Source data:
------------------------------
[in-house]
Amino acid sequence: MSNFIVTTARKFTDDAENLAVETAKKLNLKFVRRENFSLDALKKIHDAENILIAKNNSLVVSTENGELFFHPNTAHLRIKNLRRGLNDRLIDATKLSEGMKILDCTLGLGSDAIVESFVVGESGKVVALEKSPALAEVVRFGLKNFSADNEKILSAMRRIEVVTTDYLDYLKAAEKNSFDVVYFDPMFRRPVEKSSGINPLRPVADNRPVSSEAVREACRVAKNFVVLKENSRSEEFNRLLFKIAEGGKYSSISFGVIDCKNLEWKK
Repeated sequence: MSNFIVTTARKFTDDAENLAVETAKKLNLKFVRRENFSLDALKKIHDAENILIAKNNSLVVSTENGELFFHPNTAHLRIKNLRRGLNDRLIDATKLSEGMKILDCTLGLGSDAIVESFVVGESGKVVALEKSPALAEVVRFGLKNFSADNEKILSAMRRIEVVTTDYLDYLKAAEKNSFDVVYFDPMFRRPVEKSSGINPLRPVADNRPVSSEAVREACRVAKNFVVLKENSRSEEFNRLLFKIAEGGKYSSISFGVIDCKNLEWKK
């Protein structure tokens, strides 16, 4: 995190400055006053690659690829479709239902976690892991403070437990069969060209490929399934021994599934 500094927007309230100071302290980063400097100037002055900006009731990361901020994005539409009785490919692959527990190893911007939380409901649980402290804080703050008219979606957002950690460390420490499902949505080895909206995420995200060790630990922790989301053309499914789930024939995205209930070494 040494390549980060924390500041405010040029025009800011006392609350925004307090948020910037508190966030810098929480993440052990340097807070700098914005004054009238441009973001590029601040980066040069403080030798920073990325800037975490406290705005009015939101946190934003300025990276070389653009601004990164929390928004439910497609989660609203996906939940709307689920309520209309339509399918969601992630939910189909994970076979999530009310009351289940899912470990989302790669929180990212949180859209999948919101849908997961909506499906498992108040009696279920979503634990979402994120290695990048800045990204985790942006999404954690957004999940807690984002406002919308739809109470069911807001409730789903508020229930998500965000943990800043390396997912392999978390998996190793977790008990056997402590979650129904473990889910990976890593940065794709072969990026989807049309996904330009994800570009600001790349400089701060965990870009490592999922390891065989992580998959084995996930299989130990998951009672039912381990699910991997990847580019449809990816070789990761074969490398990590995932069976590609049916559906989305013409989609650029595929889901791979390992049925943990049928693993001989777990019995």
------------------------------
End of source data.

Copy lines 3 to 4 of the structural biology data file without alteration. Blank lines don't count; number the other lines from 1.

Repeated sequence: MSNFIVTTARKFTDDAENLAVETAKKLNLKFVRRENFSLDALKKIHDAENILIAKNNSLVVSTENGELFFHPNTAHLRIKNLRRGLNDRLIDATKLSEGMKILDCTLGLGSDAIVESFVVGESGKVVALEKSPALAEVVRFGLKNFSADNEKILSAMRRIEVVTTDYLDYLKAAEKNSFDVVYFDPMFRRPVEKSSGINPLRPVADNRPVSSEAVREACRVAKNFVVLKENSRSEEFNRLLFKIAEGGKYSSISFGVIDCKNLEWKK
């Protein structure tokens, strides 16, 4: 995190400055006053690659690829479709239902976690892991403070437990069969060209490929399934021994599934 500094927007309230100071302290980063400097100037002055900006009731990361901020994005539409009785490919692959527990190893911007939380409901649980402290804080703050008219979606957002950690460390420490499902949505080895909206995420995200060790630990922790989301053309499914789930024939995205209930070494 040494390549980060924390500041405010040029025009800011006392609350925004307090948020910037508190966030810098929480993440052990340097807070700098914005004054009238441009973001590029601040980066040069403080030798920073990325800037975490406290705005009015939101946190934003300025990276070389653009601004990164929390928004439910497609989660609203996906939940709307689920309520209309339509399918969601992630939910189909994970076979999530009310009351289940899912470990989302790669929180990212949180859209999948919101849908997961909506499906498992108040009696279920979503634990979402994120290695990048800045990204985790942006999404954690957004999940807690984002406002919308739809109470069911807001409730789903508020229930998500965000943990800043390396997912392999978390998996190793977790008990056997402590979650129904473990889910990976890593940065794709072969990026989807049309996904330009994800570009600001790349400089701060965990870009490592999922390891065989992580998959084995996930299989130990998951009672039912381990699910991997990847580019449809990816070789990761074969490398990590995932069976590609049916559906989305013409989609650029595929889901791979390992049925943990049928693993001989777990019995």